Monsurul Aziz heads Corporate Communication at Nagad, Bangladesh’s second-largest MFS player. In this candid conversation with Future Startup’s Ruhul Kader, Mr. Aziz shares his journey to what he is doing today, discusses the nature of market and organization, building future proof companies, change as the defining nature of our time, internet culture in Bangladesh, brands in the age of internet and social media, future of communication, cultural imperatives for building meaningful brands and the critical importance of community in the future of brand building and much more. The entire conversation is full of fascinating nuggets of insights. Enjoy!
Ruhul Kader: Can we start with learning about yourself and your journey to what you are doing today?
Monsurul Aziz: In my current profession, I work in corporate communication at a leading Fintech company in the country. If I look back, almost 15 years ago I studied this subject. I did my undergrad in business administration with a major in marketing. To that end, I'm lucky to have the opportunity to work in the field I studied. I consider myself fortunate because we live in a fast-changing world today. Things change and relevance is lost overnight. Despite the tremendous changes around us, I'm still working in a field that I studied almost 14 years ago. More so because when we look around most people don't work in the field they studied. Having said that, the fluidity and the current of change may be the call of today's time. But I still consider myself lucky.
While I continue to work in the same field, I would not say that my journey to where I'm today was linear. When doing my internship, I met Shariful Islam of Bangladesh Brand Forum. At the time, he left his job as a senior brand manager at Unilever and was working on the brand forum idea with a vision to establish branding ethos and culture in Bangladesh.
I was surprised to see him leave his job, which was what I ultimately wanted to be at that time—working as a brand manager at a reputed company. And here he was leaving it all to do something audacious. I was very awestruck, and very positively impacted by that man. So, instead of joining anywhere, I started my career at an unknown company which was the Bangladesh Brand Forum. But looking back, I think that was a good decision on my part.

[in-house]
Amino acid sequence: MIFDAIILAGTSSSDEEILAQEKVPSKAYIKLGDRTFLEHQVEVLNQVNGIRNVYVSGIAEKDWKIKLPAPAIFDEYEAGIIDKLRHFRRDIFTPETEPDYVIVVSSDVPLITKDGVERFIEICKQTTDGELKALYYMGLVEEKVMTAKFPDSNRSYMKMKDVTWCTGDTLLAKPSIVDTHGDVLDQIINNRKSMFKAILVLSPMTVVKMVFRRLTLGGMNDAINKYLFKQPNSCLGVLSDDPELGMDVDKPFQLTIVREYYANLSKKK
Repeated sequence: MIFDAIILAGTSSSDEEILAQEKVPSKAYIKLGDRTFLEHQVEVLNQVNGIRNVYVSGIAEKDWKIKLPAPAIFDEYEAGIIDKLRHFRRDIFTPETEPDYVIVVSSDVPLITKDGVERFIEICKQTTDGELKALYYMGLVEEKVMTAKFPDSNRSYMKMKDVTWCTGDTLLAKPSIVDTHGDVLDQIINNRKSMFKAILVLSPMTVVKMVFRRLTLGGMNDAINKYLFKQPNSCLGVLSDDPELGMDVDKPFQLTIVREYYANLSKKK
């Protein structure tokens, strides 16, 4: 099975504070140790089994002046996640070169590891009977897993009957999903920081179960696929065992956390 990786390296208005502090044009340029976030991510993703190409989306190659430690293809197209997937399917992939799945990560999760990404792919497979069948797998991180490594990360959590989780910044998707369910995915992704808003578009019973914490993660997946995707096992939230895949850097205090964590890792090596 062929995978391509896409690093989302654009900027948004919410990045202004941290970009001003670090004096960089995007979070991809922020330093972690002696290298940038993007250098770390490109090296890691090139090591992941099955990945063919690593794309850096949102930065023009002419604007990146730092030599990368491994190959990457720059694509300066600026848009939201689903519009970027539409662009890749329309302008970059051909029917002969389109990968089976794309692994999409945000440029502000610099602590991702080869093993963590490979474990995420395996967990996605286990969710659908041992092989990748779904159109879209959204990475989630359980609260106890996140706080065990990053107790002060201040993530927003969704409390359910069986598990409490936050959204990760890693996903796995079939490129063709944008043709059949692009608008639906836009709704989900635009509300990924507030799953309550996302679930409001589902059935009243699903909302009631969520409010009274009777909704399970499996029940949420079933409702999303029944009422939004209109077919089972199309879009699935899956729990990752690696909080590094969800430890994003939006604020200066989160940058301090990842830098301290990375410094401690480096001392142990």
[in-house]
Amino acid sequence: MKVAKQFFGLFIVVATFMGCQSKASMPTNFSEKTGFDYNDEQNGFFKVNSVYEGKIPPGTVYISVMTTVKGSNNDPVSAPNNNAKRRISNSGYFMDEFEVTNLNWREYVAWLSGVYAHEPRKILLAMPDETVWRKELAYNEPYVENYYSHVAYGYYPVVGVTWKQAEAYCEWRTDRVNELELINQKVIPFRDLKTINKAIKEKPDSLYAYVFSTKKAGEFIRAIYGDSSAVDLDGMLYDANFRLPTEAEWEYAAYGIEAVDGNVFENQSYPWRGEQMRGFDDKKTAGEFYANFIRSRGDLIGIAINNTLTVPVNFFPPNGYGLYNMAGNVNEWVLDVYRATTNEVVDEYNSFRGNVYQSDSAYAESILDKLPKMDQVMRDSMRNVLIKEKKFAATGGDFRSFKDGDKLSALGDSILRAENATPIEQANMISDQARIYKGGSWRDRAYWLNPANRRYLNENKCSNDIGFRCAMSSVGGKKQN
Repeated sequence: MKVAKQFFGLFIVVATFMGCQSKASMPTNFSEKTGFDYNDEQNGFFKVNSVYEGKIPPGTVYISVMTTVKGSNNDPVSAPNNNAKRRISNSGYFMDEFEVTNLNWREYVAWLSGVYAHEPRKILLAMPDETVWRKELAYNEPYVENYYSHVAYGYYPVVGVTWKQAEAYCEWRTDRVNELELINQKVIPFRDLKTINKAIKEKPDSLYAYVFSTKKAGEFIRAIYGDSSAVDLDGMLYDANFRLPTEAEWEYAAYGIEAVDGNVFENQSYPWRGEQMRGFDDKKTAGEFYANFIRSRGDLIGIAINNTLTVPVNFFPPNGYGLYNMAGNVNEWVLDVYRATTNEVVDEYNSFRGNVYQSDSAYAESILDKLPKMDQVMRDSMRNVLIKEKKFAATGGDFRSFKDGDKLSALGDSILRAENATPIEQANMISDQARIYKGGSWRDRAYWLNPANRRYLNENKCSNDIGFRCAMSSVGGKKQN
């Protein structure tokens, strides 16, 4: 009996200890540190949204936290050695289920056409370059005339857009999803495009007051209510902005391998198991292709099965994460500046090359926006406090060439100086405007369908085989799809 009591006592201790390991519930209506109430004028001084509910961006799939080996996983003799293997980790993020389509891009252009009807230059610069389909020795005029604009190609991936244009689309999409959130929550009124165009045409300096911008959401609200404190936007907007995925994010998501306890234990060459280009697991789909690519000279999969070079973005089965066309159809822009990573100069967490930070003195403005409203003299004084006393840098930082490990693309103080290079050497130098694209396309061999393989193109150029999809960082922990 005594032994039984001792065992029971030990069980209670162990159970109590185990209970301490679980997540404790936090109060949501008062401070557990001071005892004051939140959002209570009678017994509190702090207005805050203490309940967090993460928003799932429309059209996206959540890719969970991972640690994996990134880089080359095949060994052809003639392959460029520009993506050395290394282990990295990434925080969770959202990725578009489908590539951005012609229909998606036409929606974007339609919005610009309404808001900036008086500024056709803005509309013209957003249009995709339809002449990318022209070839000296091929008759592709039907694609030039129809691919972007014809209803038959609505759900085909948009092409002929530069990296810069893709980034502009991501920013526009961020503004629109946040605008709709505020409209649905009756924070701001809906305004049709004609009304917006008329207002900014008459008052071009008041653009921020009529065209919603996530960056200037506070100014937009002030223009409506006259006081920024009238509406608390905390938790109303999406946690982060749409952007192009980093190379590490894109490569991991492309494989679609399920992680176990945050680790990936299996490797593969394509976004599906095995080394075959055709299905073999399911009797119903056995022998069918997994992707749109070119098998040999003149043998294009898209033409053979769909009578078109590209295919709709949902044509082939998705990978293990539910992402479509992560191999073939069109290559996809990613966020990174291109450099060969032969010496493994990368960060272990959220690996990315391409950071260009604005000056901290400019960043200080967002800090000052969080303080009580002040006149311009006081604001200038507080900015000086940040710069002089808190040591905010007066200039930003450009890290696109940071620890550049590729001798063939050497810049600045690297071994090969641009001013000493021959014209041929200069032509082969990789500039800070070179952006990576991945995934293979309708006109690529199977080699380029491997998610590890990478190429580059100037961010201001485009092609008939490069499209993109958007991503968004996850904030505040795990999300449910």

I had the opportunity to stay in touch with the knowledge culture around marketing and branding. It was a multidisciplinary environment where I had the opportunity to learn from diverse organizations and people. They also had a consulting business where they worked with leading organizations and I had the opportunity to get exposure to this part of the work. For instance, we did the research for the Bodle Jao Bodle Dao campaign of Prothom Alo in 2008. So I had an excellent opportunity to learn and grow. That decision, which I would say was a bit risky and probably was not hugely rewarding financially, allowed me to learn from people across sectors, and meet people who I would not otherwise have the opportunity to meet including people like Philip Kotler. Career-wise and money-wise, it is a question mark whether I got the best, but I believe it benefited me immensely in terms of knowledge, growth, and connection.
After the Brand Forum, I did interesting work in market research with two leading private banks for the next four years. My job was to move around Bangladesh and find the next possible branch location. It took me all across the country. I traveled extensively and visited the nook and corner of the country during those days. It helped me to develop a deep understanding of the local and regional economic realities of the country, economic realities, culture, people of the different regions, and so on.
Banks operate in a different way where every branch of a bank has to be self-sustainable for banks to be sustainable. For a bank to make a profit overall, each branch has to be profitable at the micro-level. That’s why branch locations are so important for the banks.
For a branch to be profitable, you have to understand the dynamics of loans, deposits, and all other different things such as where and how you will collect the deposits and give loans, how do you find and access these people, and where should you establish the branch so that it accessible to people, you have to understand all these different aspects.
Doing that job, two things happened. I came to learn how different pockets of Bangladesh's economy work, and how the country functions economically and business-wise.